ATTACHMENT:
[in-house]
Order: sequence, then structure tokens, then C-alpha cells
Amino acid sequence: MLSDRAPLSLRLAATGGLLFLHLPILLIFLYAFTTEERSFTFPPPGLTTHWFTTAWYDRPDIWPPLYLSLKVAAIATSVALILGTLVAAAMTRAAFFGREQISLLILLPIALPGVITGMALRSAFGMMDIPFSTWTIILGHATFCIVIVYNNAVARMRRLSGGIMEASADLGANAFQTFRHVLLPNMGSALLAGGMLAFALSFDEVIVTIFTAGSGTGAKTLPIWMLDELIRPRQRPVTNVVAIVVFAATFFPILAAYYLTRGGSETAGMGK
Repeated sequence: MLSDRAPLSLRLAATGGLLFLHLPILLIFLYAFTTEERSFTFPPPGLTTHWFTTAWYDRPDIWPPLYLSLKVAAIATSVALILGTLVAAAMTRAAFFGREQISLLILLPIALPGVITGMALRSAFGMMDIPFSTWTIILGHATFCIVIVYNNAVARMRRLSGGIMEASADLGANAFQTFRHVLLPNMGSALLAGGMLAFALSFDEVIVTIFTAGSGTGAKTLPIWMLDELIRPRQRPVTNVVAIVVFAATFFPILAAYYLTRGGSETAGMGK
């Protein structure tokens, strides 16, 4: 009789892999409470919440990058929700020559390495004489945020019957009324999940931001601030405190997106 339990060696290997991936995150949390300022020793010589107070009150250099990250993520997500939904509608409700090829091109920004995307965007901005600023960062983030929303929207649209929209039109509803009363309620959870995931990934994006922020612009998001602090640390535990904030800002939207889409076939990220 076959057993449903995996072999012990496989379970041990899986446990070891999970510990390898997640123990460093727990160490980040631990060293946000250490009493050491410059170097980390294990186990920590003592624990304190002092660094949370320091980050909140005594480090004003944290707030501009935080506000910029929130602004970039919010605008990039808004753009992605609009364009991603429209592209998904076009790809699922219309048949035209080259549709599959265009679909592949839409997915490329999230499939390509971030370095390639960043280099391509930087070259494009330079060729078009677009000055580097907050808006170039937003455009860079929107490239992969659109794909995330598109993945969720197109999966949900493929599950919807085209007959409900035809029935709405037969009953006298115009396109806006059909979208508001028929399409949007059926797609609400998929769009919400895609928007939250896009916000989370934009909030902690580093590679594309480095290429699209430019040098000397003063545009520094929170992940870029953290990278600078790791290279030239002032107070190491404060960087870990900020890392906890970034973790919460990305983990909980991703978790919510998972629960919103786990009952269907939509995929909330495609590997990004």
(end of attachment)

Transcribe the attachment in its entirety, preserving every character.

[in-house]
Order: sequence, then structure tokens, then C-alpha cells
Amino acid sequence: MLSDRAPLSLRLAATGGLLFLHLPILLIFLYAFTTEERSFTFPPPGLTTHWFTTAWYDRPDIWPPLYLSLKVAAIATSVALILGTLVAAAMTRAAFFGREQISLLILLPIALPGVITGMALRSAFGMMDIPFSTWTIILGHATFCIVIVYNNAVARMRRLSGGIMEASADLGANAFQTFRHVLLPNMGSALLAGGMLAFALSFDEVIVTIFTAGSGTGAKTLPIWMLDELIRPRQRPVTNVVAIVVFAATFFPILAAYYLTRGGSETAGMGK
Repeated sequence: MLSDRAPLSLRLAATGGLLFLHLPILLIFLYAFTTEERSFTFPPPGLTTHWFTTAWYDRPDIWPPLYLSLKVAAIATSVALILGTLVAAAMTRAAFFGREQISLLILLPIALPGVITGMALRSAFGMMDIPFSTWTIILGHATFCIVIVYNNAVARMRRLSGGIMEASADLGANAFQTFRHVLLPNMGSALLAGGMLAFALSFDEVIVTIFTAGSGTGAKTLPIWMLDELIRPRQRPVTNVVAIVVFAATFFPILAAYYLTRGGSETAGMGK
């Protein structure tokens, strides 16, 4: 009789892999409470919440990058929700020559390495004489945020019957009324999940931001601030405190997106 339990060696290997991936995150949390300022020793010589107070009150250099990250993520997500939904509608409700090829091109920004995307965007901005600023960062983030929303929207649209929209039109509803009363309620959870995931990934994006922020612009998001602090640390535990904030800002939207889409076939990220 076959057993449903995996072999012990496989379970041990899986446990070891999970510990390898997640123990460093727990160490980040631990060293946000250490009493050491410059170097980390294990186990920590003592624990304190002092660094949370320091980050909140005594480090004003944290707030501009935080506000910029929130602004970039919010605008990039808004753009992605609009364009991603429209592209998904076009790809699922219309048949035209080259549709599959265009679909592949839409997915490329999230499939390509971030370095390639960043280099391509930087070259494009330079060729078009677009000055580097907050808006170039937003455009860079929107490239992969659109794909995330598109993945969720197109999966949900493929599950919807085209007959409900035809029935709405037969009953006298115009396109806006059909979208508001028929399409949007059926797609609400998929769009919400895609928007939250896009916000989370934009909030902690580093590679594309480095290429699209430019040098000397003063545009520094929170992940870029953290990278600078790791290279030239002032107070190491404060960087870990900020890392906890970034973790919460990305983990909980991703978790919510998972629960919103786990009952269907939509995929909330495609590997990004």